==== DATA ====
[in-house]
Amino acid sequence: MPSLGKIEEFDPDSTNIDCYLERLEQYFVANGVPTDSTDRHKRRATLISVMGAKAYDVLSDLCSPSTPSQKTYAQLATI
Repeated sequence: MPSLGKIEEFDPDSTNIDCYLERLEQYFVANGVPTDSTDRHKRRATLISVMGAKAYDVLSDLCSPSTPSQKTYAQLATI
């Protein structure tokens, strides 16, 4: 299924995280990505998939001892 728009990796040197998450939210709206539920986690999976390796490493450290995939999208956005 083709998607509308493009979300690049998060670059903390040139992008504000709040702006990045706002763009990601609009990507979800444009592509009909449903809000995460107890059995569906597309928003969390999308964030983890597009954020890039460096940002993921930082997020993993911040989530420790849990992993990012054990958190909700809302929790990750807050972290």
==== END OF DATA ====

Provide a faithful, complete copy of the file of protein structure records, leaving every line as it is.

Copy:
[in-house]
Amino acid sequence: MPSLGKIEEFDPDSTNIDCYLERLEQYFVANGVPTDSTDRHKRRATLISVMGAKAYDVLSDLCSPSTPSQKTYAQLATI
Repeated sequence: MPSLGKIEEFDPDSTNIDCYLERLEQYFVANGVPTDSTDRHKRRATLISVMGAKAYDVLSDLCSPSTPSQKTYAQLATI
């Protein structure tokens, strides 16, 4: 299924995280990505998939001892 728009990796040197998450939210709206539920986690999976390796490493450290995939999208956005 083709998607509308493009979300690049998060670059903390040139992008504000709040702006990045706002763009990601609009990507979800444009592509009909449903809000995460107890059995569906597309928003969390999308964030983890597009954020890039460096940002993921930082997020993993911040989530420790849990992993990012054990958190909700809302929790990750807050972290």